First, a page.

Clippings: My parents know the value of quality time

Dear Mom and Dad,
It’s Sunday night, a few days before Christmas, and we’ve been scurrying around getting things ready for the holiday — cleaning, wrapping gifts … Sarah and the girls took a sled down to the brook and collected pine boughs, then they decorated the house, made it look and smell like a festival. I spent half the day in the office getting things ready to take a day off.
After dinner I made hot cocoa, and Sarah found a cracked peppermint candy cane to break up and dunk in our cups. Now we are all in the living room, where the new (to us) woodstove casts a warm and happy glow over the surroundings and the mood. The older daughter, still in her jammies (even went into the woods that way), is reading a book; the younger girl drawing Christmas cards; Sarah cutting up an old book for Christmas ornaments (if it were me I’d just hang the book by a string, but she actually folds the cut pages into clever shapes that delight the eye and excite the imagination). Christmas music streams on the computer — Ella Fitzgerald and Louis Armstrong.
This is an unusual moment of tranquility. It has been a busy year, OY! I somehow thought that once the girls got out of diapers and into school our lives would return to normal, and Sarah and I would get back more time to ourselves. Boy was I wrong — we are busier than ever.
How — oh how! — did you two ever manage raising not two, but seven kids? No, seriously, how did you do it? Take Christmas, for instance, the busiest time of year. Not only did you somehow manage to pay for a cornucopia of gifts for us (remember, Dad, how when I asked you how you got by on a teacher’s salary you responded, “Oh, John, it was the miracle of the loaves and the fishes”) but you found time to think about what would make each of us happiest, shop for the gifts, wrap them (sometimes) and create a wonderful Christmas Eve and Christmas Day celebration. The shopping alone would wear out my body, my patience and my spirit. That doesn’t even account for the effort put into refereeing among seven immature individuals who all knew each other’s points of vulnerability in excruciating detail.
I remember one Christmas, Mom, when you took me to the Smitty’s Uptown to help me find a present for my big brother Mark. I must have been very young because we settled on a hand puppet in the shape of one of the Muppets. We had a limit on the cost of the gifts and all of the Muppets were too expensive, except for a specially marked Bert (Ernie’s better half) that had experienced a rough ride during shipping. One of the salesmen came over to help us out and he kindly suggested that you could easily wipe the dirt off Bert’s face and sew up the rip in his signature striped shirt and turtleneck. You paid the reduced price, performed the repairs when we got it home and helped me wrap Bert. It was so exciting to get to use your special scissors from nursing school, and I liked how you showed me to turn the edge of the paper before folding it across the bottom so that the edges would all be look straight.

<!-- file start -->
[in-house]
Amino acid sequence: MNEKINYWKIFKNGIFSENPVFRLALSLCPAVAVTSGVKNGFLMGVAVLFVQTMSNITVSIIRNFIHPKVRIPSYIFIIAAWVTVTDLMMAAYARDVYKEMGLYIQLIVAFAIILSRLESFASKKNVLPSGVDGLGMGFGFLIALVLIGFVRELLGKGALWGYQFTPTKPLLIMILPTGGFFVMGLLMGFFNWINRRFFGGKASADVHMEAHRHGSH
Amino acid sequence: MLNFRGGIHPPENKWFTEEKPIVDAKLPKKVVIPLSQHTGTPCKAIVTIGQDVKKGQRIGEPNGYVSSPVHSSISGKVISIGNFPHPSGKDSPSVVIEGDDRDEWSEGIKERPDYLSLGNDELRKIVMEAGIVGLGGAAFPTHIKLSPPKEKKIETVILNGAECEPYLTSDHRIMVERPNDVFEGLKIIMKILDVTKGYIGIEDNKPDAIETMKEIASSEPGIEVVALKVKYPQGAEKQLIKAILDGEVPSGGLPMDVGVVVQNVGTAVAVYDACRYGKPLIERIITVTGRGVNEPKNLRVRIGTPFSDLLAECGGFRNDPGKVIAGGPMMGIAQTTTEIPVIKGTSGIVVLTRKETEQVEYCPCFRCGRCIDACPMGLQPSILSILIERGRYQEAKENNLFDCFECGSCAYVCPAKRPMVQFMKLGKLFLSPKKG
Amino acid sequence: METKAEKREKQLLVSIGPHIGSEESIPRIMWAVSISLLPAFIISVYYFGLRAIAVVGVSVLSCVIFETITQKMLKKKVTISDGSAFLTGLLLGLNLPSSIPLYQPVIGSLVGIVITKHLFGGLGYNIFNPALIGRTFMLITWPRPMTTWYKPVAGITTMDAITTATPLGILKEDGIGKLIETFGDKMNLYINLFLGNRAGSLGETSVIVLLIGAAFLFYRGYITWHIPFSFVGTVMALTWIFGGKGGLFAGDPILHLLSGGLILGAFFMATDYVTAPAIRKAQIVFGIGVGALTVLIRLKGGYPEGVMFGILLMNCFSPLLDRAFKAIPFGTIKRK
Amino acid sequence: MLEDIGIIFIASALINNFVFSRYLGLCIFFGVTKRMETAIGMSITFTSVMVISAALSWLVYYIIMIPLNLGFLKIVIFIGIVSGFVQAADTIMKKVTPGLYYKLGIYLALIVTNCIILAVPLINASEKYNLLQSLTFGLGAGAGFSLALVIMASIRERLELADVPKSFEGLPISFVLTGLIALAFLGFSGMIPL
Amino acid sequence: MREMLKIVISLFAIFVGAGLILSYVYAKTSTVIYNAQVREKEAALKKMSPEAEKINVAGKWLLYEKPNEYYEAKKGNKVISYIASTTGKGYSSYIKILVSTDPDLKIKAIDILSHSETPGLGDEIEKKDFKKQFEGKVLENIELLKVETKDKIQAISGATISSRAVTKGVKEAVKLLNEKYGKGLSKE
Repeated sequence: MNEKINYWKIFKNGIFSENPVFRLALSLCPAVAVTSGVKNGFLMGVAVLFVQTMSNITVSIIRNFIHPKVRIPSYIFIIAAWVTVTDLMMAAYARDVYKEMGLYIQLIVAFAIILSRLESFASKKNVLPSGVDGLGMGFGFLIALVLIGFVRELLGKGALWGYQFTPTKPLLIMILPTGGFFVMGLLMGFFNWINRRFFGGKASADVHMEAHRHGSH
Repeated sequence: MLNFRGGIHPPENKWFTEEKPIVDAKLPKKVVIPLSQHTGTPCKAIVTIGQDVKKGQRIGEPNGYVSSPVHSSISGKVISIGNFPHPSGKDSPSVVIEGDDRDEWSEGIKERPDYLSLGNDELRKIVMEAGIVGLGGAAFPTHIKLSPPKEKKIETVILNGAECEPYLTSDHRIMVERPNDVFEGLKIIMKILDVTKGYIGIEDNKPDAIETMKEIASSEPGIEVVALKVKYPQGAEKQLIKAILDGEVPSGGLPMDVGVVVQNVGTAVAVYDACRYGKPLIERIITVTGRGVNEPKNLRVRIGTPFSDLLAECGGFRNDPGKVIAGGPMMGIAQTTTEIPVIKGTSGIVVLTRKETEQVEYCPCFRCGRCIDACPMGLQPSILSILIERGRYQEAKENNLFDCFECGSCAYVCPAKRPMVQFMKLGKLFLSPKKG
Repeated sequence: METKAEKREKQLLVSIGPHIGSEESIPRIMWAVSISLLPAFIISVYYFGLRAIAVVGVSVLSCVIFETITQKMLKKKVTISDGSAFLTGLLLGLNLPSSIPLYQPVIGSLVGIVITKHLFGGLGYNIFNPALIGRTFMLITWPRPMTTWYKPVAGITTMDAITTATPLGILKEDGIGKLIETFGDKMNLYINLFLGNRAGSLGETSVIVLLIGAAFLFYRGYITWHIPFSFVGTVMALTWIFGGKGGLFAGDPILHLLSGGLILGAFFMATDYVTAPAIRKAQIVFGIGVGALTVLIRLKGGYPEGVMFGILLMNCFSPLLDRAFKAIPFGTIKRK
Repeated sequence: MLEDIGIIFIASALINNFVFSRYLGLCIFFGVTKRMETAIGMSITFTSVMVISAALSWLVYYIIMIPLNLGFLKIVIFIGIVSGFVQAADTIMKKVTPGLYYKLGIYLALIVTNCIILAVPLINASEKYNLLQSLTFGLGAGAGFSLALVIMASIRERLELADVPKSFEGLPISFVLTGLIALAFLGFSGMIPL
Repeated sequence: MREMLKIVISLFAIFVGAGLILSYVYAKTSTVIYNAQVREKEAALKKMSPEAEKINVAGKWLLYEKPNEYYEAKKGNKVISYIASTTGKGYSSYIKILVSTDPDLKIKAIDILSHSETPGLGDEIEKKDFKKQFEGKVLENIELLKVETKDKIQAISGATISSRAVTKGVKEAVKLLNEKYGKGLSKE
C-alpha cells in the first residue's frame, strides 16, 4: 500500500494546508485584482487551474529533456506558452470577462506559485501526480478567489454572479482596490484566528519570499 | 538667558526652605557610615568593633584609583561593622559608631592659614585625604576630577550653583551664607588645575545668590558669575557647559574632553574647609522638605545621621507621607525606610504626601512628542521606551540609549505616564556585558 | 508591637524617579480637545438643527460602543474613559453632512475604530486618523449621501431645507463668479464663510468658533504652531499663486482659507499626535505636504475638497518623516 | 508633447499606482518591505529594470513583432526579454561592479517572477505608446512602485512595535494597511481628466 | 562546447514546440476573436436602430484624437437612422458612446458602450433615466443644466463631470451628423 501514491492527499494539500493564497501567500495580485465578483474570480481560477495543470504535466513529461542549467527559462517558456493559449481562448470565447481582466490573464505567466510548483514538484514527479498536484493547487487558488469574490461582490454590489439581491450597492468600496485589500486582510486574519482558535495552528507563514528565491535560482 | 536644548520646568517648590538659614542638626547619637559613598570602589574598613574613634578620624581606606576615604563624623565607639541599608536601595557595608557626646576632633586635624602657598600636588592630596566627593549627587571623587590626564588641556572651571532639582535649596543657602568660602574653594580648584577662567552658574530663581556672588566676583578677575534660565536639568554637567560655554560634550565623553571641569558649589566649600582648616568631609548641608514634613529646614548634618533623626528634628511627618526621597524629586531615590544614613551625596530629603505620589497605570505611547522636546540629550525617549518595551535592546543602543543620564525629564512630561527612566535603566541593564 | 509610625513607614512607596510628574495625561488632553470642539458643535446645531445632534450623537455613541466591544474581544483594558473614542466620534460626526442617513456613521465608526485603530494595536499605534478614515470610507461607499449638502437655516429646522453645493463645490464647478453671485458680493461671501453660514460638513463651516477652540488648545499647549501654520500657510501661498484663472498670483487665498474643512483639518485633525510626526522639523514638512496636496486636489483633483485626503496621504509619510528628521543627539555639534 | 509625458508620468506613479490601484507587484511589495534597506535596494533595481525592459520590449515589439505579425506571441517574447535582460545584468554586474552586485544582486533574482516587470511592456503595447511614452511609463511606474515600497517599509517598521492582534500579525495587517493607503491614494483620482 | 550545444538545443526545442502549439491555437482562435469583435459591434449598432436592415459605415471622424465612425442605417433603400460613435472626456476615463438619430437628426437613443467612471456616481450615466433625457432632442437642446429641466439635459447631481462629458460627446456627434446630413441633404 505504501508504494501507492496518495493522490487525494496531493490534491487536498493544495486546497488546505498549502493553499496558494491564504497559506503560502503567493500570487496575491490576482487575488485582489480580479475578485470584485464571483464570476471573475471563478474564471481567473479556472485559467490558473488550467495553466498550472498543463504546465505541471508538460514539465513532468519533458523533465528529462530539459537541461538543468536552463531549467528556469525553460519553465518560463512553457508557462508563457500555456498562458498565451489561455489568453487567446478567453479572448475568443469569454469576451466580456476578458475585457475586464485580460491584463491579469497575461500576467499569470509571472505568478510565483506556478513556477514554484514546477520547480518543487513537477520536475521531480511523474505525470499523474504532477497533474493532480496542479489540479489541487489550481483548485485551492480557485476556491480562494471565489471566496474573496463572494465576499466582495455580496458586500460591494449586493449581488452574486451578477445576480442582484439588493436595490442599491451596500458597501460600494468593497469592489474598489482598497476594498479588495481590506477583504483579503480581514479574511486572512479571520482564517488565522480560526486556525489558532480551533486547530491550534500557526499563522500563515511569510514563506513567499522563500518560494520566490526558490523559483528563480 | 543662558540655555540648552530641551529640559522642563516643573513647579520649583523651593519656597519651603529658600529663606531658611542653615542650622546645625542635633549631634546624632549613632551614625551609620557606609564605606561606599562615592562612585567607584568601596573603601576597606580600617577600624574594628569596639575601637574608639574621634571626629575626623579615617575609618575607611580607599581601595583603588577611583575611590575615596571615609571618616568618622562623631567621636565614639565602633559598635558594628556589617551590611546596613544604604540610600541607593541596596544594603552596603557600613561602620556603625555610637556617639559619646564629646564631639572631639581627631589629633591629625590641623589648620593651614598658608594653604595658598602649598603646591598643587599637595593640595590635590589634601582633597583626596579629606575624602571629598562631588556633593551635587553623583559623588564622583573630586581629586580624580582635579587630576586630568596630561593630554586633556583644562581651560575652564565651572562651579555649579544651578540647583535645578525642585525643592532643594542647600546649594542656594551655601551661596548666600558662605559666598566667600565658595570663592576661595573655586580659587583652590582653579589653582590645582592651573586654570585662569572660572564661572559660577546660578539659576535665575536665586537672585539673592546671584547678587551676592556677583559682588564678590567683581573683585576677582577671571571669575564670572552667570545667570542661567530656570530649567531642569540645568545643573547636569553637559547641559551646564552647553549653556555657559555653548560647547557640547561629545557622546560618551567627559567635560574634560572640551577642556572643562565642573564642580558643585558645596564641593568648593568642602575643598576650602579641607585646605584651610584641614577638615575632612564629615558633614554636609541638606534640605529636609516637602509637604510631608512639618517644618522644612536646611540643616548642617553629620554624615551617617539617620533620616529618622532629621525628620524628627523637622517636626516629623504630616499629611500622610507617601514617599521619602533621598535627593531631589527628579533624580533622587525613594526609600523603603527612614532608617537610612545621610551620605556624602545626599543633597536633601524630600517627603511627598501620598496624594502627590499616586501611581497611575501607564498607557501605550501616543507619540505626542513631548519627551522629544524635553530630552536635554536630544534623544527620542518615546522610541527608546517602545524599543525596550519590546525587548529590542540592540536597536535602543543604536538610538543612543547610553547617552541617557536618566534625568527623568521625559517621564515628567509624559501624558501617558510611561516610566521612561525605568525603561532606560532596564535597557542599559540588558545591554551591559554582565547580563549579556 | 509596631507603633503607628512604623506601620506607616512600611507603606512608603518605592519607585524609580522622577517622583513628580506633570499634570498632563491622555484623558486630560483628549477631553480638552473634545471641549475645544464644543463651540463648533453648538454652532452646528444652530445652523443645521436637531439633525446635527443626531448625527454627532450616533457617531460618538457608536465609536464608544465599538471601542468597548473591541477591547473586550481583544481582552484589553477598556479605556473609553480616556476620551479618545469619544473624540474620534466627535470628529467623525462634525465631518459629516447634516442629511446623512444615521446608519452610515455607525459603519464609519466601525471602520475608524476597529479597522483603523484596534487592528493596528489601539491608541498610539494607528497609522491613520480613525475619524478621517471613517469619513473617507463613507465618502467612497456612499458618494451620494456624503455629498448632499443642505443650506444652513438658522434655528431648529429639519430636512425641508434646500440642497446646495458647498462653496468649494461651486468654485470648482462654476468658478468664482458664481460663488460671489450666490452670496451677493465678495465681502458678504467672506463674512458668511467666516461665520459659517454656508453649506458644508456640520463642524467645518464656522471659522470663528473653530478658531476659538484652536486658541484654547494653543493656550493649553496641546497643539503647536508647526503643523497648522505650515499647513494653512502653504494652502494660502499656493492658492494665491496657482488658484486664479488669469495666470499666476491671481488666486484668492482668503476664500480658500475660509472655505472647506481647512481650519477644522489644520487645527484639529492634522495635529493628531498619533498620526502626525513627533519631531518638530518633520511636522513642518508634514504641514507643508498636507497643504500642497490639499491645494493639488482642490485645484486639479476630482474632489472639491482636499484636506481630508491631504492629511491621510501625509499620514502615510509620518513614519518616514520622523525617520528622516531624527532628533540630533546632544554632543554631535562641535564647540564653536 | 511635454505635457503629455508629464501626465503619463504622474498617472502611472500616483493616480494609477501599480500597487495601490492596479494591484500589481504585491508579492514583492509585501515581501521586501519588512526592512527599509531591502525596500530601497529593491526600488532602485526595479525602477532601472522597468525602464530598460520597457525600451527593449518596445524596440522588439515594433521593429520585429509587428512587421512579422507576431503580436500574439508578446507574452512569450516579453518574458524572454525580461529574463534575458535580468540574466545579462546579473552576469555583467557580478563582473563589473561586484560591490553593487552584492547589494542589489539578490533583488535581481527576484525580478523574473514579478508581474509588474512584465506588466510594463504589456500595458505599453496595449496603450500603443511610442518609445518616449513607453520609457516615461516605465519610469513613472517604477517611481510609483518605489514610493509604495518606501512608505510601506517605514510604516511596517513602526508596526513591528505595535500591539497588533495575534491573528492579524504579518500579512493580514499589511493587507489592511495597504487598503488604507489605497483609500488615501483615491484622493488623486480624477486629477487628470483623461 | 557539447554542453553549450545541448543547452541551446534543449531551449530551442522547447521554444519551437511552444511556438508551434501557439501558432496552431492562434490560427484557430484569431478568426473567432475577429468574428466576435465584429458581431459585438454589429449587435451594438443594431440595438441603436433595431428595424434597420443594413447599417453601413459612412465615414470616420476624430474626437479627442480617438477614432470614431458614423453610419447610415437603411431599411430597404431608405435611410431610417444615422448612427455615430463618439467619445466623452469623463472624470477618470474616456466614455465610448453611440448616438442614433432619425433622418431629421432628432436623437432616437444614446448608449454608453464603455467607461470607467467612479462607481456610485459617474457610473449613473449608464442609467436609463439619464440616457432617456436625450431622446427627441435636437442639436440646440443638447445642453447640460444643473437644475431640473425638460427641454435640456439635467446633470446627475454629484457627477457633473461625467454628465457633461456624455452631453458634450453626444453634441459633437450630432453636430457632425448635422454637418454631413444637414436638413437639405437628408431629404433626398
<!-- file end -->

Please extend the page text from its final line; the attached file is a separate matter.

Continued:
I’ll ask you again, how did you have the energy, the intelligence, the flexibility, the wisdom, the patience and the good cheer to parent not one or two, but all SEVEN of us? My brothers and sisters and I were sooo lucky to have you as our parents. No children ever felt so well loved and so well cared for. I don’t remember you not having time for us, you were magicians able to create enough time and attention and love to fill up the greedy needs of child after child after child … I’m exhausted just thinking about it.
Did I mention how busy we have been? In addition to us both working full-time, there is preparing dinner, making sure homework and chores are completed, getting independent-minded girls into bed with the lights out on time. And there is the nearly endless carting around of the girls to play rehearsal, dance class, violin lessons, more dance class, athletic practice, visits with friends, errands, outings, etc., etc., etc.
One of my favorite times of the day is 8 to 8:20 each morning; that’s when I drive the girls to school. It can be stressful as hell getting out the door, but once we leave the driveway I get a few quiet minutes with two of my favorite people in the world. We talk about the day ahead and life in general. Sometimes they say the darnedest things, and I always learn a little bit about what makes them tick. Sometimes, if there’s not much going on in their lives that day, Sophie will say, “Daddy, tell us a story about when you were a little boy.” So I do. And, almost always, there you are, Mom and Dad, either at the center of the story or hanging around in the background — two more of my very favorite people in the whole world.
Merry Christmas, Mom and Dad!
Much love, John

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